The Christmas story in the gospel of Matthew emphasizes the role of Joseph. After being betrothed to Mary, Joseph finds out that she is pregnant. The problem, however, is that they have not had sexual relations yet. So as an honorable man should, Joseph decides to quietly divorce Mary. But an angel then appears to him in a dream and tells him that the Holy Spirit conceived the child, and he should neither divorce her nor have sex with her until the child is born. Jesus is then born in their hometown of Bethlehem. Shortly afterwards, some (unspecified number of) wise men arrive from the East, having followed some sort of a star to this location. They then ask King Herod where they might find the newborn king of the Jews so that they might worship him.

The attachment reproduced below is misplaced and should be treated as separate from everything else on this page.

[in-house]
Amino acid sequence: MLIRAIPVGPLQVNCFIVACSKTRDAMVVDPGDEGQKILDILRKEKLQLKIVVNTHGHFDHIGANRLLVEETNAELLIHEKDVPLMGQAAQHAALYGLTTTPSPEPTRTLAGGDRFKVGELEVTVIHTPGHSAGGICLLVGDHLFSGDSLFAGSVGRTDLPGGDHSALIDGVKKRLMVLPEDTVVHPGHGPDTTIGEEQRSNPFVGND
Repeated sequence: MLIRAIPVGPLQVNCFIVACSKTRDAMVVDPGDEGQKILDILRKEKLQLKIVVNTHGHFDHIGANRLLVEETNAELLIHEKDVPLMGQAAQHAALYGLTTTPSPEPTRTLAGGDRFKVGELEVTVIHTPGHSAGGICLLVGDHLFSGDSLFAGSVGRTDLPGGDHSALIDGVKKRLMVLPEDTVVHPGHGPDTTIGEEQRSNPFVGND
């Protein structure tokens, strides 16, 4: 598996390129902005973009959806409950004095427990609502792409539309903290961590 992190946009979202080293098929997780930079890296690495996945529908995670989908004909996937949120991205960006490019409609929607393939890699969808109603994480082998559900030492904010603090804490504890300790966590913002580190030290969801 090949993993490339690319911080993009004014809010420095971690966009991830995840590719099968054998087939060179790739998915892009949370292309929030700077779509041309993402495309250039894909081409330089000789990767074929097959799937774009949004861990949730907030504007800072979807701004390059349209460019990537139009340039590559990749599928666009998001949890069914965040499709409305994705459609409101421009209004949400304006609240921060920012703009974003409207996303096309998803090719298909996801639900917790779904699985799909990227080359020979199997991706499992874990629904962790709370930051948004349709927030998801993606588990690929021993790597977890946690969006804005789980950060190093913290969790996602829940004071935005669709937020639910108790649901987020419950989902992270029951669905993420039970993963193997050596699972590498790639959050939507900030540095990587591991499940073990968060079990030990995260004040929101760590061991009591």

This question makes Herod nervous, so he finds out from the Jewish scribes where the future messiah was supposed to be born. When he finds out that the Christ is supposed to be born in Bethlehem, King Herod asks the wise men to go there, find this child, and report back to him so that he might also go and worship this newborn king. The wise men then find the baby Jesus in a house - not a manger - underneath the star they had so diligently followed. They then give thanks, fall down and worship the child, and shower him with gifts. But upon leaving, they are warned in a dream to not report back to Herod, so they go home following another route.